Every month, I interview an author I admire on her literary firsts.
December’s featured author is Aimee Bender, author of five books including The Girl in the Flammable Skirt, a short story collection stories unafraid to meld the real with the impossible, the grotesque with the funny, the sacred with the profane.
Aimee’s other books are An Invisible Sign of My Own, Willful Creatures, The Particular Sadness of Lemon Cake, and The Color Master. She teaches creative writing at University of Southern California, my grad school alma mater.
In this interview Aimee talks about writing without a plan, giving writerly advice, and eating cake on book tour.
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Siel: At a writing conference speech five or so years back, I remember you saying you’d decided to shelve a novel a few hundred pages long because it simply wasn’t working. For those of us who have also shelved writing projects — and may shelve more in the future — Do you have any tips or rituals or practices for setting a work aside and moving on to something new? I guess I’m asking about ways writers can come to some sense of closure for works that won’t go out into the larger world —
Aimee: What’s kind of reassuring is that the next novel I wrote ended up using a lot of that material— not directly, but in new ways. The work is like matter, it cannot be wasted. It just pushes you forward to the next thing. So, just write what you feel like writing. We are not so linear— the work resurfaces and resurfaces and so the drawer is really only a waystation.
How do you move between working on short stories and novels? Do you write both simultaneously, or work more on a project basis?
Simultaneously! I’m all about jumping around. Why not?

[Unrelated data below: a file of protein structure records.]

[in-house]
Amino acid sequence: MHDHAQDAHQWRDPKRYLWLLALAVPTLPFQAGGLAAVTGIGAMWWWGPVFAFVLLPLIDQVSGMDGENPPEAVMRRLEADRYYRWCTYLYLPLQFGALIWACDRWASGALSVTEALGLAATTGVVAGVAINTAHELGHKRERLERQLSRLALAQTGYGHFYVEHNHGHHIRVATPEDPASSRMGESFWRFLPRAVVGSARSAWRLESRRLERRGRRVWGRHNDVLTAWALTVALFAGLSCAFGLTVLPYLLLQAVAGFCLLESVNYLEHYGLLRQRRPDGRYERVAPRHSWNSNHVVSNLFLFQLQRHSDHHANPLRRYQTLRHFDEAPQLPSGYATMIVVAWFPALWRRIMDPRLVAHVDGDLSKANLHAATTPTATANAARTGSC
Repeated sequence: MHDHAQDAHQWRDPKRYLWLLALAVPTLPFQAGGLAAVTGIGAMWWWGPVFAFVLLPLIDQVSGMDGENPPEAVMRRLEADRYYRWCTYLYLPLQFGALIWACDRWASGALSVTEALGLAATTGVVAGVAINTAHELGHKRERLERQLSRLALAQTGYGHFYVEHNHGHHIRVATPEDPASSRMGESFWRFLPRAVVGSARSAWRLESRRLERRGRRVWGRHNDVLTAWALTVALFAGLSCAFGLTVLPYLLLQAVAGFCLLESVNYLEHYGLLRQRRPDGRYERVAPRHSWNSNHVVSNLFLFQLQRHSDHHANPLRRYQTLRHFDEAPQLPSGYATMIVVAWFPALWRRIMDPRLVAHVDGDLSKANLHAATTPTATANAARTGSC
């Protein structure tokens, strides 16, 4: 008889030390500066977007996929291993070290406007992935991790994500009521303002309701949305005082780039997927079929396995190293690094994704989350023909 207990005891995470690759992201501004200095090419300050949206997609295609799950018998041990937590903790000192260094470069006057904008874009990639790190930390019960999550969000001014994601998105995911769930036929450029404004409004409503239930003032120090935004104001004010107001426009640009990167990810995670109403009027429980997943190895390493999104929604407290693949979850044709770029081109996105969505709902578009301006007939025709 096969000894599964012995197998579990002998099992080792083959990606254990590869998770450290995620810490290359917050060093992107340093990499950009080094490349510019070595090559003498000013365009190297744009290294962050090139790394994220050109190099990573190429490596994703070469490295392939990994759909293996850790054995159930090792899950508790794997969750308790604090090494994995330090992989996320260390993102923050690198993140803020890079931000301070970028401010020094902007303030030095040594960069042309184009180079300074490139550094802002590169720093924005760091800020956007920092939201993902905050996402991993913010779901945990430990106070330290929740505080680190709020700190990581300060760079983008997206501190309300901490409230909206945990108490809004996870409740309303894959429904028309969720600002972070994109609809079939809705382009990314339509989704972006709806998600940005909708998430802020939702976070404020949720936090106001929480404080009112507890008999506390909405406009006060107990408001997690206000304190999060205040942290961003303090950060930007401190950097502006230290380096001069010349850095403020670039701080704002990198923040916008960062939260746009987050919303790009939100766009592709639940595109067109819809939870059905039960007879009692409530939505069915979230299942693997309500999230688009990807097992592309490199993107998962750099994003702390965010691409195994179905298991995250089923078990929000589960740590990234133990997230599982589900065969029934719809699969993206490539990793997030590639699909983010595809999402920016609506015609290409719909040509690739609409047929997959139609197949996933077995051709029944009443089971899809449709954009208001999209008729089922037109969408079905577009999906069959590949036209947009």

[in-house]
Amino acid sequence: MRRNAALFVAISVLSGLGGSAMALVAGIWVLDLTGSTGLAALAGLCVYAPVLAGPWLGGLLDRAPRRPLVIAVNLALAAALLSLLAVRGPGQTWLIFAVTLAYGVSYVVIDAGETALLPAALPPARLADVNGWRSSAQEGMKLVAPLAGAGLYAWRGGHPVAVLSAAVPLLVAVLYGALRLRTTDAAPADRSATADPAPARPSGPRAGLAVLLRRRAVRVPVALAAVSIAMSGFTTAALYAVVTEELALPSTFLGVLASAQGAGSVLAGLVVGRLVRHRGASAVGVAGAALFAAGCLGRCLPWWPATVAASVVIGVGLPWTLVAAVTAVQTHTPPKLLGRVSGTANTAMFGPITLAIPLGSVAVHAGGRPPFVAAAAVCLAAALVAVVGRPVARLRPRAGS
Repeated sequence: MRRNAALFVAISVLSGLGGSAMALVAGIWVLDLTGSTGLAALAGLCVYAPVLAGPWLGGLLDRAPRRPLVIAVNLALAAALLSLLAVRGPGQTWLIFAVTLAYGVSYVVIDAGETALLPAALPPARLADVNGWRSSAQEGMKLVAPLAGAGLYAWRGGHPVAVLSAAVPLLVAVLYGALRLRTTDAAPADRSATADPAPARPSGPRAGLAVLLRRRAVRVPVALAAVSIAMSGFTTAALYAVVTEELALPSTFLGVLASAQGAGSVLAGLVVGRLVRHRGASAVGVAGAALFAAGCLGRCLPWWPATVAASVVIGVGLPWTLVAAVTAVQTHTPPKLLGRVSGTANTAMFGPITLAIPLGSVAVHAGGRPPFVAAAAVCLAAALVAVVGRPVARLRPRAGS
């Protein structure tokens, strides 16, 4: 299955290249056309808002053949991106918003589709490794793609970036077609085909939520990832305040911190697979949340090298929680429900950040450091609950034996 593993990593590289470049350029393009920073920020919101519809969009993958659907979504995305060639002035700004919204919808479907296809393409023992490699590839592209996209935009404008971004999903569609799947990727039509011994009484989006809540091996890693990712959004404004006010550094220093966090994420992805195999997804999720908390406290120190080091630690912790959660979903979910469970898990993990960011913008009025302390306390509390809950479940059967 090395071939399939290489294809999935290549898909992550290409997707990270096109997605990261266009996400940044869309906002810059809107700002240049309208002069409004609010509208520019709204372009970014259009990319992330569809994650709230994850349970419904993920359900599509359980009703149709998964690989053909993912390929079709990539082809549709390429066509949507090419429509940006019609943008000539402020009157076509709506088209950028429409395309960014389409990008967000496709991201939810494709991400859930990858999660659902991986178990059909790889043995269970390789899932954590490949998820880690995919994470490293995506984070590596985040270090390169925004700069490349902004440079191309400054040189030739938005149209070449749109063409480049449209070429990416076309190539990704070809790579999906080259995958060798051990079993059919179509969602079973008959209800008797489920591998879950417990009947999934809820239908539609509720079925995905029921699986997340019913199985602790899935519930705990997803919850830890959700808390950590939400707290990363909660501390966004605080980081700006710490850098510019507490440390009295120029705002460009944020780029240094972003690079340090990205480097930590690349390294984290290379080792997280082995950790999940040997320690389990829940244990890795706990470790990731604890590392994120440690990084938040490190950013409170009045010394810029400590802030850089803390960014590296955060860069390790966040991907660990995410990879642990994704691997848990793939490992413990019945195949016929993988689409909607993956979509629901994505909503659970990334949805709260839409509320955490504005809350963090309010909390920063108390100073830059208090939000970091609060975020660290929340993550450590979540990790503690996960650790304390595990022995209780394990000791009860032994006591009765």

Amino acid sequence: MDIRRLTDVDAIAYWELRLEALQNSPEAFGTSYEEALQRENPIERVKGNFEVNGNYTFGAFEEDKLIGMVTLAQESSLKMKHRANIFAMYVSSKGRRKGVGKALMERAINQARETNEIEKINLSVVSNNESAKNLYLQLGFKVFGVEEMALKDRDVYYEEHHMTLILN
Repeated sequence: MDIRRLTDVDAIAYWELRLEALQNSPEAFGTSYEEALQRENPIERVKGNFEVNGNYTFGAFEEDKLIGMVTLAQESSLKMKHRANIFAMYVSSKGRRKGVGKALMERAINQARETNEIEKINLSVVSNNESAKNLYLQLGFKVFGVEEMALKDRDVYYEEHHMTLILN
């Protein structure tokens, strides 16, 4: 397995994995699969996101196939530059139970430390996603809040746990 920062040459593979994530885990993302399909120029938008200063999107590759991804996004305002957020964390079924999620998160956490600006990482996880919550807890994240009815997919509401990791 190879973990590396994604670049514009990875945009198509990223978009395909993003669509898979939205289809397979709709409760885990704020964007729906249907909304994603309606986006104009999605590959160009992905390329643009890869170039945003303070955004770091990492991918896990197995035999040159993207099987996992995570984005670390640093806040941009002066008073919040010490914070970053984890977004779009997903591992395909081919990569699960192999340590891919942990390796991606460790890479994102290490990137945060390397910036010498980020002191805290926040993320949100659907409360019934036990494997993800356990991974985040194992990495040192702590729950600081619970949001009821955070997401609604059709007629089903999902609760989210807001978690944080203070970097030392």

You’ve said in the past you tend to write without a plan. I’m envious and in admiration of this ability of yours — and also find that free-and-loose sounding writing process difficult to wrap my head around, because my own writing tends not to “go anywhere” without a plan. Is there any point in your writing process where you do sit down specifically to outline a story arc or create deliberate structure — or does all of that happen automatically for you in the process of writing the draft?
Thanks— it’s kind of painful as it happens but it also is the only way that works for me. It means A LOT of stuff never gets used. A lot of wandering. If you return to those pages that ‘go nowhere’ and you reread them, I would bet some cash that there are inroads to other parts in there that need slowing down and development and would begin to nudge you toward story. Jay Gummerman said it such a great way; “There is structure in nature”— meaning, there is structure inherent in your mind if you give it the room to explore. I really believe it.
As a professor at USC, what pieces of advice do you find yourself give most frequently to students? Do you adhere to them yourself?
Play around. Try stuff out. Don’t think too much. I very much try to do these things myself but I also believe we teach what we most need to hear and rehear.
Since my own forthcoming book is cakey, I have to ask: How much lemon cake did you eat during the launch of The Particular Sadness of Lemon Cake?
Cakey! Great. I ate a lot. And, I heard a lot about how you’re actually not supposed to put chocolate with lemon. Who knew? Not me. It tastes good to me.
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